Note that the program package is completely developed in a C++ object-oriented language, which is highly modular. This results in good flexibility and code re-usability. The program is used "as is" during basic electric science or network theory courses, but it is a flexible platform to develop further applications useful in advanced classes and research activity for people able to work on the program source code, modifying and training it to reach their objectives.


[1] L.P. Huelsman, “Symbolic Analysis – A Tool for Teaching Undergraduate Circuit Theory.” IEEE Transaction on Education, Vol. 39, N° 2, pp. 243-250, May 1996.

[2] H.R. Pota, “Computer-Aided Analog Electronics Teaching”, IEEE Transaction on Education, Vol. 40, N° 1, pp. 22-35,  Feb. 1997.

[3] A. Liberatore, A. Luchetta, S. Manetti, A. Reatti, "Frequency Domain Analysis of DC/DC Converters using a Symbolic Approach", Proc. 1995 IEEE Int. Symposium on Circuits and Systems (ISCAS'95), Seattle, WA, USA, May 1995.

[4] G. Fedi, R. Giomi, A. Luchetta, S. Manetti and M.C. Piccirilli, “On the Application of Symbolic Techniques to the Multiple Fault Location in Low Testability Analog Circuits”, IEEE Transaction on Circuits and Systems II, vol. 45, pp.1383-1388, Oct. 1998.

[5] A. Liberatore, A. Luchetta, S. Manetti and M.C. Piccirilli, “A new symbolic program package for the interactive design of analog circuits”, in Proc. of International Symposium on Circuits and Systems (ISCAS'95), Seattle, WA, USA, May, 1995, pp. 2209-2212.

[6] L.P. Huelsman, “SAPWIN, Symbolic Analysis Program for Windows - PC Programs for Engineers”, IEEE Circuits and Devices Magazine, Vol. 6, N° 2, pp. 4-6, Mar. 1996.

[7] P. Wambacq, G. Gielen and W. Sansen, “Symbolic Network Analysis Methods for Practical Analog Integrated Circuits: A Survey”, IEEE Transactions on Circuits and Systems II, vol. 45, n° 10, pp.1331-1341, Oct. 1998.

[8] G. Gielen, W. Sansen, Symbolic analysis for automated design of analog integrated circuits, Kluwer Academic Publishers, 1991.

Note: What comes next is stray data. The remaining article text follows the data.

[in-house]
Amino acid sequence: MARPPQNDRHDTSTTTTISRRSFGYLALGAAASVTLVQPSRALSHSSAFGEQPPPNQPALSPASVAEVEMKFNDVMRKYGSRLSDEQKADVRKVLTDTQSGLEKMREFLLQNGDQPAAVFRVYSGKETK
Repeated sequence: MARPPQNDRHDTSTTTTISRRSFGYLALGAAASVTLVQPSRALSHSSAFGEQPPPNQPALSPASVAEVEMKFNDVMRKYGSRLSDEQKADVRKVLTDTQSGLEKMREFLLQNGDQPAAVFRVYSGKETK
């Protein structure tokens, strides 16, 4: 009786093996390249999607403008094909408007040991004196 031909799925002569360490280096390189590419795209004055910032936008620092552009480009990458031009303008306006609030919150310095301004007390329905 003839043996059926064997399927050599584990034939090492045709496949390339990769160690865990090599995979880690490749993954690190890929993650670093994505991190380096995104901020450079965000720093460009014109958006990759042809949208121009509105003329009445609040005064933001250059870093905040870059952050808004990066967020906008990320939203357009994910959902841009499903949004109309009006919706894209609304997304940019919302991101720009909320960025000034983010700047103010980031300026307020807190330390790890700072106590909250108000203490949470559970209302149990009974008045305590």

[9]  K. Singhal, J. Vlach, “Computation of time domain response by numerical inversion of the Laplace transform”, Journal of the Franklin Institute, Vol. 299, N° 2, pp. 109-126, Feb. 1975.

[10] K. Singhal, J. Vlach, “Method for computing time response of systems described by transfer functions”, Journal of the Franklin Institute, Vol. 311, pp. 123-130, 1981.

[11] J. Vlach, Computerized approximation and synthesis of linear network, Wiley, New York, 1969.

[12]  J. B. Moore, “A convergent algorithm for solving polynomial equations”, ACM Journal, pp. 311-315, April 1967.

Author Contact Information

Antonio Luchetta
DIFA - University of Basilicata
Contrada Macchia Romana Potenza, Italy
Phone: +39 0971 205150
Fax: +39 0971 205160

Stefano Manetti
DET - University of Florence
Via S. Marta, 3 Firenze, Italy
Phone: +39 055 4796282
Fax: +39 055 494569

Alberto Reatti
DET - University of Florence
Via S. Marta, 3 Firenze, Italy
Phone: +39 055 4796565
Fax: +39 055 494569

Author Biographies

Antonio Luchetta  received the degree in Electronics Engineering from University of Florence, Italy, in 1993. He is a Researcher in the Department of Engineering and Environmental Physics at the University of Basilicata, Italy, where he also teaches electrical sciences. His research interests include software and algorithms for electric network simulation, neural network application to forecasting and control problems, and elaboration of meteorological data. He is member of IEEE and AEI.

Stefano Manetti received the degree in electronic engineering from the University of Florence, Italy, in 1977. From 1977 to 1979 he had a research fellowship at the Engineering Faculty of Florence University. He was assistant professor of Applied Electronics at the Accademia Navale of Livorno from 1980 to 1983, and researcher at the Electronic Engineering Department of Florence University from 1983 to 1987. Since May 1987, he has been associate professor of Network Theory at the same University. In 1994, he join the University of Basilicata, in Potenza, Italy, as a full professor of Electrical Sciences. Since November 1996, he is full professor of Electrical Sciences at the University of Florence. His research interests are in the fields of circuit theory, neural networks and fault diagnosis of electronic circuits. He is member of IEEE, ECS and AEI.

Alberto Reatti received the degree in Electronics Engineering in 1988 and the Ph.D. degree in 1993, both from the University of Florence, Italy. Since 1992, he has been Associate Researcher with the department of Electric Engineering, Wright State University, Dayton, OH. In 1994, he was Visiting Professor with the Department of Electronics at the University of Siena. He was also Researcher at the Department of Electronics and Telecommunications at the University of Florence where is currently working as an Associate Professor. His interests are in the electric network simulation and high-frequency high-efficiency power converters.